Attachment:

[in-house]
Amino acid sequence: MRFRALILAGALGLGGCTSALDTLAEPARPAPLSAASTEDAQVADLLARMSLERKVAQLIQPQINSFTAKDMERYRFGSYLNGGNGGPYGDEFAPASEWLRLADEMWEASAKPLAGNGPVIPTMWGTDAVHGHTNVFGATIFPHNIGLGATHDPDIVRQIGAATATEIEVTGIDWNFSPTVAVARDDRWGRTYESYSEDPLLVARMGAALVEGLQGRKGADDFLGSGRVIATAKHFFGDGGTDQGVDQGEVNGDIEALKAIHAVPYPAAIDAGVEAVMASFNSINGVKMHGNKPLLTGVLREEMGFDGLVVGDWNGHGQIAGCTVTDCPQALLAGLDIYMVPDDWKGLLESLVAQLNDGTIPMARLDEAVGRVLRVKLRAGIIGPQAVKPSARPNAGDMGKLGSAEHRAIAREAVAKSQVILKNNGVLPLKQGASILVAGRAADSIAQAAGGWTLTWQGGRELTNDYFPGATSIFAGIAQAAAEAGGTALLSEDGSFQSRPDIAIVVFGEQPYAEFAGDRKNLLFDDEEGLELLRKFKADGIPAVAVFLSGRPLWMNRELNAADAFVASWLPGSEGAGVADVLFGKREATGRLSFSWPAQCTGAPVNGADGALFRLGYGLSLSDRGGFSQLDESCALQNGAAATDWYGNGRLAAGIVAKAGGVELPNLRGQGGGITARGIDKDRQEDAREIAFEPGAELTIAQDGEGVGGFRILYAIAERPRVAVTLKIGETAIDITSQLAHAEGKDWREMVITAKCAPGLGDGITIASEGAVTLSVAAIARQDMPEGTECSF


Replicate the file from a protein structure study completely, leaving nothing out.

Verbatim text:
[in-house]
Amino acid sequence: MRFRALILAGALGLGGCTSALDTLAEPARPAPLSAASTEDAQVADLLARMSLERKVAQLIQPQINSFTAKDMERYRFGSYLNGGNGGPYGDEFAPASEWLRLADEMWEASAKPLAGNGPVIPTMWGTDAVHGHTNVFGATIFPHNIGLGATHDPDIVRQIGAATATEIEVTGIDWNFSPTVAVARDDRWGRTYESYSEDPLLVARMGAALVEGLQGRKGADDFLGSGRVIATAKHFFGDGGTDQGVDQGEVNGDIEALKAIHAVPYPAAIDAGVEAVMASFNSINGVKMHGNKPLLTGVLREEMGFDGLVVGDWNGHGQIAGCTVTDCPQALLAGLDIYMVPDDWKGLLESLVAQLNDGTIPMARLDEAVGRVLRVKLRAGIIGPQAVKPSARPNAGDMGKLGSAEHRAIAREAVAKSQVILKNNGVLPLKQGASILVAGRAADSIAQAAGGWTLTWQGGRELTNDYFPGATSIFAGIAQAAAEAGGTALLSEDGSFQSRPDIAIVVFGEQPYAEFAGDRKNLLFDDEEGLELLRKFKADGIPAVAVFLSGRPLWMNRELNAADAFVASWLPGSEGAGVADVLFGKREATGRLSFSWPAQCTGAPVNGADGALFRLGYGLSLSDRGGFSQLDESCALQNGAAATDWYGNGRLAAGIVAKAGGVELPNLRGQGGGITARGIDKDRQEDAREIAFEPGAELTIAQDGEGVGGFRILYAIAERPRVAVTLKIGETAIDITSQLAHAEGKDWREMVITAKCAPGLGDGITIASEGAVTLSVAAIARQDMPEGTECSF